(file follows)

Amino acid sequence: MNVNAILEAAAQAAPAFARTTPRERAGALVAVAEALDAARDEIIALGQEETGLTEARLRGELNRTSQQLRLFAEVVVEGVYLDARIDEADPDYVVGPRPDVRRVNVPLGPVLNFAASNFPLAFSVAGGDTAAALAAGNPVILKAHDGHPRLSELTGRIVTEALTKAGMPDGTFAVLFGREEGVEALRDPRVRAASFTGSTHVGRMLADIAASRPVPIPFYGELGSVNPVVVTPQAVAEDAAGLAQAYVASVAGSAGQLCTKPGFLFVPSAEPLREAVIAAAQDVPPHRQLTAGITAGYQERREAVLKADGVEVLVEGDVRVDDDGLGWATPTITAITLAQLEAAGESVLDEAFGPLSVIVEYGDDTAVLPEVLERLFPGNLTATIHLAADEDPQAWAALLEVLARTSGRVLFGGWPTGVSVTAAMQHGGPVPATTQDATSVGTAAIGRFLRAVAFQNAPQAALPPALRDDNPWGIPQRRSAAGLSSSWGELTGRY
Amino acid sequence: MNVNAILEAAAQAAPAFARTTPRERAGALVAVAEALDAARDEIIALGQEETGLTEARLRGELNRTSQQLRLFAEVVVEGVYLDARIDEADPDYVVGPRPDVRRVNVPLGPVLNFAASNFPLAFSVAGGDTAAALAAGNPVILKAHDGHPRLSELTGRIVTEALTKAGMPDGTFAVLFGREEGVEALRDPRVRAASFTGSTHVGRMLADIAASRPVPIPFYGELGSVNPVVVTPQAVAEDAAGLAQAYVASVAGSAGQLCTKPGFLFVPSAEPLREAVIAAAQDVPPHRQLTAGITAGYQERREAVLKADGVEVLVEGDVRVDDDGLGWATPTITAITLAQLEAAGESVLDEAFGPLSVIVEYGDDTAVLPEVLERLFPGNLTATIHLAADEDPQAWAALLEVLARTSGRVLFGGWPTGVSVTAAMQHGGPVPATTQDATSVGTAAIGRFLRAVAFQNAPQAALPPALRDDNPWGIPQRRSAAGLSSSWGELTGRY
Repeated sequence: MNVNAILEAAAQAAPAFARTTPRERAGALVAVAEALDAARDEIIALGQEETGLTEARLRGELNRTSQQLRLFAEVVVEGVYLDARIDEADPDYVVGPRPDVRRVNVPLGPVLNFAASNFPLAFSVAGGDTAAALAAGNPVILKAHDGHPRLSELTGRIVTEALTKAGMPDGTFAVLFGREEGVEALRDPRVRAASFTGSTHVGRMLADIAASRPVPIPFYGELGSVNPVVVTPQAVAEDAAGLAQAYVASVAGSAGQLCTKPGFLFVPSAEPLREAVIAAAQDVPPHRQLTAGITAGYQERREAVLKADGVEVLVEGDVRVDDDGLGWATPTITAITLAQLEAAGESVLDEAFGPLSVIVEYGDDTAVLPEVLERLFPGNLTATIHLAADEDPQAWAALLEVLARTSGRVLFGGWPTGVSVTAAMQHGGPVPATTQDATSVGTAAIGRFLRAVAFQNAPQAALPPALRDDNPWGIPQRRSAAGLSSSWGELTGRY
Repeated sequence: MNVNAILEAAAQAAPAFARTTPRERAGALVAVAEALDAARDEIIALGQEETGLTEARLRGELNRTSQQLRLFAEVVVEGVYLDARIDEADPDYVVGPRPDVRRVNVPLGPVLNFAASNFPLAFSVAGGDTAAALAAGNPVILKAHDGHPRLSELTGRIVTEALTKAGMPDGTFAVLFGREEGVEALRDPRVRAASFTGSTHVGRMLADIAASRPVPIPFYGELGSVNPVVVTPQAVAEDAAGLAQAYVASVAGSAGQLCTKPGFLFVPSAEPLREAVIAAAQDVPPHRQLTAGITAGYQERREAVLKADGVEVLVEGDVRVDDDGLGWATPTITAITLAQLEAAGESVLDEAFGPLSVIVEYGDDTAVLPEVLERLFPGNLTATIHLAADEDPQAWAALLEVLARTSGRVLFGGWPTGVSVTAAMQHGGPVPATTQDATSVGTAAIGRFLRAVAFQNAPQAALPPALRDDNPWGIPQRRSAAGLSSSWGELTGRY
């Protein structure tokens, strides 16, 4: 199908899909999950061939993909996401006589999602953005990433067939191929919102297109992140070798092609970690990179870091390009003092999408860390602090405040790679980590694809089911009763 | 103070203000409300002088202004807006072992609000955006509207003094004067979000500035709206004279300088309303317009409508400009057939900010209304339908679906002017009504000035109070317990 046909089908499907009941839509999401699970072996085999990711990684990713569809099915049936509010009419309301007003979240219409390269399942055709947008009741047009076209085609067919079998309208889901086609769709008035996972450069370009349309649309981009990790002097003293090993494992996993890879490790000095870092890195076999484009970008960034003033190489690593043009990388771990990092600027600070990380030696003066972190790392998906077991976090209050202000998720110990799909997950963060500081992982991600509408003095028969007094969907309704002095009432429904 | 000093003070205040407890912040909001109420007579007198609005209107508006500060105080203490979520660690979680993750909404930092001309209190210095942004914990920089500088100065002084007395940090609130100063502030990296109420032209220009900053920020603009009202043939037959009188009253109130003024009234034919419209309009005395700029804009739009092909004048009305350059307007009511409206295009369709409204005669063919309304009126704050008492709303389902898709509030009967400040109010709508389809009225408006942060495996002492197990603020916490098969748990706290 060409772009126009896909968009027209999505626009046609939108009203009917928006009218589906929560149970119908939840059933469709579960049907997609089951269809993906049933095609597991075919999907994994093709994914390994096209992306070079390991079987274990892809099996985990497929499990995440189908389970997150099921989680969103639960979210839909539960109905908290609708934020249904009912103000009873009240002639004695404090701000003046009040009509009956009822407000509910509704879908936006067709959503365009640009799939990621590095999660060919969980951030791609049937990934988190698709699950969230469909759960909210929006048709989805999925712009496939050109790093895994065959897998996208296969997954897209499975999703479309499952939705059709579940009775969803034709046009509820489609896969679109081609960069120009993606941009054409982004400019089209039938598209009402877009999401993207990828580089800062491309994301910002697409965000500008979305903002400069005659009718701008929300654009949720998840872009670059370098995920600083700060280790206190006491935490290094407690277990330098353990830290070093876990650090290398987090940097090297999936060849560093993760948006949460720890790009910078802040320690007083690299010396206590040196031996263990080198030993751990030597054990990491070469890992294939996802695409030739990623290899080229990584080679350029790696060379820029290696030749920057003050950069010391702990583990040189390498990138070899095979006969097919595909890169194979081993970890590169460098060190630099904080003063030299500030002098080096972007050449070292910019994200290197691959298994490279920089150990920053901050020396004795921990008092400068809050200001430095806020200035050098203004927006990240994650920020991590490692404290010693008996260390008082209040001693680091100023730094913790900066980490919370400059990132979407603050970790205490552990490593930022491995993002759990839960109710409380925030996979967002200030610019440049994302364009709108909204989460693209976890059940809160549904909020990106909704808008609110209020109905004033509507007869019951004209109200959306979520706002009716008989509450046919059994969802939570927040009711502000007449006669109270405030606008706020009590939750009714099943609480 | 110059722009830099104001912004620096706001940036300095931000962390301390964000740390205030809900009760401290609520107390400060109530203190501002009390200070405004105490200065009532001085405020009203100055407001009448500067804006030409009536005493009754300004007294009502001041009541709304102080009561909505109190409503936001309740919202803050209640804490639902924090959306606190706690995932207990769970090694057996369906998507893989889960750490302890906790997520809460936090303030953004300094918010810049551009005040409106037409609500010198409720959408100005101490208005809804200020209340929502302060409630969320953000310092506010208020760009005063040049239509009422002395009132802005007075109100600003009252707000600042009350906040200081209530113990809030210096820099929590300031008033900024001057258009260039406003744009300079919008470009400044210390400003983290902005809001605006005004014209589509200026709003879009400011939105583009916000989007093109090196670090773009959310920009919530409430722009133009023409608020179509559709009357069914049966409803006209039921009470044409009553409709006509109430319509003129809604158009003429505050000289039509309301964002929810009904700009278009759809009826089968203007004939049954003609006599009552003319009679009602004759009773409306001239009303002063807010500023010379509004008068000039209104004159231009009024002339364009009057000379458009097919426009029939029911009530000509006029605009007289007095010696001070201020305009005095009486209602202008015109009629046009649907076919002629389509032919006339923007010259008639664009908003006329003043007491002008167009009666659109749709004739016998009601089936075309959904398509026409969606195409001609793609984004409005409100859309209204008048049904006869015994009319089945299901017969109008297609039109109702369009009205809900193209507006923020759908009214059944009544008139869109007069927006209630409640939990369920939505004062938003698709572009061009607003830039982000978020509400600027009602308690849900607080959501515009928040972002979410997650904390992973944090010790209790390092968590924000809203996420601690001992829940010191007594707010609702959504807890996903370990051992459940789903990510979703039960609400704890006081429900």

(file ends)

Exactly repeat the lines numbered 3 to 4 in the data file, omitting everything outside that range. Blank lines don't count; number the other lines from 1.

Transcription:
Repeated sequence: MNVNAILEAAAQAAPAFARTTPRERAGALVAVAEALDAARDEIIALGQEETGLTEARLRGELNRTSQQLRLFAEVVVEGVYLDARIDEADPDYVVGPRPDVRRVNVPLGPVLNFAASNFPLAFSVAGGDTAAALAAGNPVILKAHDGHPRLSELTGRIVTEALTKAGMPDGTFAVLFGREEGVEALRDPRVRAASFTGSTHVGRMLADIAASRPVPIPFYGELGSVNPVVVTPQAVAEDAAGLAQAYVASVAGSAGQLCTKPGFLFVPSAEPLREAVIAAAQDVPPHRQLTAGITAGYQERREAVLKADGVEVLVEGDVRVDDDGLGWATPTITAITLAQLEAAGESVLDEAFGPLSVIVEYGDDTAVLPEVLERLFPGNLTATIHLAADEDPQAWAALLEVLARTSGRVLFGGWPTGVSVTAAMQHGGPVPATTQDATSVGTAAIGRFLRAVAFQNAPQAALPPALRDDNPWGIPQRRSAAGLSSSWGELTGRY
Repeated sequence: MNVNAILEAAAQAAPAFARTTPRERAGALVAVAEALDAARDEIIALGQEETGLTEARLRGELNRTSQQLRLFAEVVVEGVYLDARIDEADPDYVVGPRPDVRRVNVPLGPVLNFAASNFPLAFSVAGGDTAAALAAGNPVILKAHDGHPRLSELTGRIVTEALTKAGMPDGTFAVLFGREEGVEALRDPRVRAASFTGSTHVGRMLADIAASRPVPIPFYGELGSVNPVVVTPQAVAEDAAGLAQAYVASVAGSAGQLCTKPGFLFVPSAEPLREAVIAAAQDVPPHRQLTAGITAGYQERREAVLKADGVEVLVEGDVRVDDDGLGWATPTITAITLAQLEAAGESVLDEAFGPLSVIVEYGDDTAVLPEVLERLFPGNLTATIHLAADEDPQAWAALLEVLARTSGRVLFGGWPTGVSVTAAMQHGGPVPATTQDATSVGTAAIGRFLRAVAFQNAPQAALPPALRDDNPWGIPQRRSAAGLSSSWGELTGRY